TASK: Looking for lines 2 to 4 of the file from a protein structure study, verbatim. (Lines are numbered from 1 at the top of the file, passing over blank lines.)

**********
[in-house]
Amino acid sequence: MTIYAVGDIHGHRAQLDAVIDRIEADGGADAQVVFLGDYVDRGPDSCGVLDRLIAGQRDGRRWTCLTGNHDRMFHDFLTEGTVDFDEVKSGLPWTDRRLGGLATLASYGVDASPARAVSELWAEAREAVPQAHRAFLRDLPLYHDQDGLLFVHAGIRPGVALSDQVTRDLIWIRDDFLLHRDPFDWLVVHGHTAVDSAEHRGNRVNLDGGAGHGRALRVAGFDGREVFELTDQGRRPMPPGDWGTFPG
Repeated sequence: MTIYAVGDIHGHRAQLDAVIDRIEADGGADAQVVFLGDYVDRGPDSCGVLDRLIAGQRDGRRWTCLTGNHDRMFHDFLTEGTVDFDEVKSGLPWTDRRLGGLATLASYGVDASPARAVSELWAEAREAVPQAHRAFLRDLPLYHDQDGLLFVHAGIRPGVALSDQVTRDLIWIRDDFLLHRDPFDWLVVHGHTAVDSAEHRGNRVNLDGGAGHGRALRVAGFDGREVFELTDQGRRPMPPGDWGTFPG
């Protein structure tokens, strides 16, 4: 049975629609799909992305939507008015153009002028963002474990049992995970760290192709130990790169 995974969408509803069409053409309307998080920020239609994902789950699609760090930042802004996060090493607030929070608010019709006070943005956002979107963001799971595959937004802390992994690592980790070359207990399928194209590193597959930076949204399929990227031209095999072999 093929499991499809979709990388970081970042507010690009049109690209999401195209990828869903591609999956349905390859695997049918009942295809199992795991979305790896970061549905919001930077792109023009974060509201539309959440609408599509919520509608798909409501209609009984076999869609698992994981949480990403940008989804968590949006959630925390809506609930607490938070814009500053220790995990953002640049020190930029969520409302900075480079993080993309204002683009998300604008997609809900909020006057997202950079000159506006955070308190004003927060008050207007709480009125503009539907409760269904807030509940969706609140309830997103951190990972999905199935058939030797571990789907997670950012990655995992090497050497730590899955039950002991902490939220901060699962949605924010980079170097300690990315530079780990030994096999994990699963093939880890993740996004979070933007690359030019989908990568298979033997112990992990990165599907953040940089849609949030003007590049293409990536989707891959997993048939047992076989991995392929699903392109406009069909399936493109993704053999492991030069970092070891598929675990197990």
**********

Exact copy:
Amino acid sequence: MTIYAVGDIHGHRAQLDAVIDRIEADGGADAQVVFLGDYVDRGPDSCGVLDRLIAGQRDGRRWTCLTGNHDRMFHDFLTEGTVDFDEVKSGLPWTDRRLGGLATLASYGVDASPARAVSELWAEAREAVPQAHRAFLRDLPLYHDQDGLLFVHAGIRPGVALSDQVTRDLIWIRDDFLLHRDPFDWLVVHGHTAVDSAEHRGNRVNLDGGAGHGRALRVAGFDGREVFELTDQGRRPMPPGDWGTFPG
Repeated sequence: MTIYAVGDIHGHRAQLDAVIDRIEADGGADAQVVFLGDYVDRGPDSCGVLDRLIAGQRDGRRWTCLTGNHDRMFHDFLTEGTVDFDEVKSGLPWTDRRLGGLATLASYGVDASPARAVSELWAEAREAVPQAHRAFLRDLPLYHDQDGLLFVHAGIRPGVALSDQVTRDLIWIRDDFLLHRDPFDWLVVHGHTAVDSAEHRGNRVNLDGGAGHGRALRVAGFDGREVFELTDQGRRPMPPGDWGTFPG
């Protein structure tokens, strides 16, 4: 049975629609799909992305939507008015153009002028963002474990049992995970760290192709130990790169 995974969408509803069409053409309307998080920020239609994902789950699609760090930042802004996060090493607030929070608010019709006070943005956002979107963001799971595959937004802390992994690592980790070359207990399928194209590193597959930076949204399929990227031209095999072999 093929499991499809979709990388970081970042507010690009049109690209999401195209990828869903591609999956349905390859695997049918009942295809199992795991979305790896970061549905919001930077792109023009974060509201539309959440609408599509919520509608798909409501209609009984076999869609698992994981949480990403940008989804968590949006959630925390809506609930607490938070814009500053220790995990953002640049020190930029969520409302900075480079993080993309204002683009998300604008997609809900909020006057997202950079000159506006955070308190004003927060008050207007709480009125503009539907409760269904807030509940969706609140309830997103951190990972999905199935058939030797571990789907997670950012990655995992090497050497730590899955039950002991902490939220901060699962949605924010980079170097300690990315530079780990030994096999994990699963093939880890993740996004979070933007690359030019989908990568298979033997112990992990990165599907953040940089849609949030003007590049293409990536989707891959997993048939047992076989991995392929699903392109406009069909399936493109993704053999492991030069970092070891598929675990197990």